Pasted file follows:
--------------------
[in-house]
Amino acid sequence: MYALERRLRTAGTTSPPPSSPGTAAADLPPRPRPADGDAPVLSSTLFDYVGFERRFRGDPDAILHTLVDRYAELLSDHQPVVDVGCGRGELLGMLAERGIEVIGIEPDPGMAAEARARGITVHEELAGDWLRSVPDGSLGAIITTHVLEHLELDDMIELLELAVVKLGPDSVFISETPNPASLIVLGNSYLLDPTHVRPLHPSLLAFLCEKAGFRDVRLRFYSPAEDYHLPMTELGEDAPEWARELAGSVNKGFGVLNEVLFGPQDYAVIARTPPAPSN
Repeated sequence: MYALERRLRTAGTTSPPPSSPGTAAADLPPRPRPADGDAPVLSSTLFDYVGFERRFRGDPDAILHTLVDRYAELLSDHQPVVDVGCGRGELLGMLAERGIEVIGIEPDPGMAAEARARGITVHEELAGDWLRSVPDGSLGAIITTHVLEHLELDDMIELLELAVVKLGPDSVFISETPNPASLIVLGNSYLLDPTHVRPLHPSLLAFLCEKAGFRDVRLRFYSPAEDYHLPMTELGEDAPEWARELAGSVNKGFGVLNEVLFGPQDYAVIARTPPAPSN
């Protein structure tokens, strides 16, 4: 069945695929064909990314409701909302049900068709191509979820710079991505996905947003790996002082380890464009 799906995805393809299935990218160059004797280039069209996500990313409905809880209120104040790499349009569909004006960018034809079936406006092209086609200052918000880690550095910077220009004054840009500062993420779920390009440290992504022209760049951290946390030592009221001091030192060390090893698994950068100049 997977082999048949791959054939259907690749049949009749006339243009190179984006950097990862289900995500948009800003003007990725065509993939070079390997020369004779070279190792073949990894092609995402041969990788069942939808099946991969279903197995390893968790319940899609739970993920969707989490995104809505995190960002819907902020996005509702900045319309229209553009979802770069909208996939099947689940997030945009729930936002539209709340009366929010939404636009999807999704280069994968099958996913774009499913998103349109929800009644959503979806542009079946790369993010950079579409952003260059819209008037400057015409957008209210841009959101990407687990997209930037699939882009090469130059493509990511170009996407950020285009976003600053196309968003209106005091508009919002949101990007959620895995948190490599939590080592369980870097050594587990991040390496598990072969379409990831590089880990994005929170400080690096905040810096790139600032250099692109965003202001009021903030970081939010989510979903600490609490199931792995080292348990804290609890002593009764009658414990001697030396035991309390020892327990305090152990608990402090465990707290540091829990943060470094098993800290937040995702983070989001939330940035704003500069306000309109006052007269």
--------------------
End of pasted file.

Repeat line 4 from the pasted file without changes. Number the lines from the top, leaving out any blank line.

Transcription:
């Protein structure tokens, strides 16, 4: 069945695929064909990314409701909302049900068709191509979820710079991505996905947003790996002082380890464009 799906995805393809299935990218160059004797280039069209996500990313409905809880209120104040790499349009569909004006960018034809079936406006092209086609200052918000880690550095910077220009004054840009500062993420779920390009440290992504022209760049951290946390030592009221001091030192060390090893698994950068100049 997977082999048949791959054939259907690749049949009749006339243009190179984006950097990862289900995500948009800003003007990725065509993939070079390997020369004779070279190792073949990894092609995402041969990788069942939808099946991969279903197995390893968790319940899609739970993920969707989490995104809505995190960002819907902020996005509702900045319309229209553009979802770069909208996939099947689940997030945009729930936002539209709340009366929010939404636009999807999704280069994968099958996913774009499913998103349109929800009644959503979806542009079946790369993010950079579409952003260059819209008037400057015409957008209210841009959101990407687990997209930037699939882009090469130059493509990511170009996407950020285009976003600053196309968003209106005091508009919002949101990007959620895995948190490599939590080592369980870097050594587990991040390496598990072969379409990831590089880990994005929170400080690096905040810096790139600032250099692109965003202001009021903030970081939010989510979903600490609490199931792995080292348990804290609890002593009764009658414990001697030396035991309390020892327990305090152990608990402090465990707290540091829990943060470094098993800290937040995702983070989001939330940035704003500069306000309109006052007269």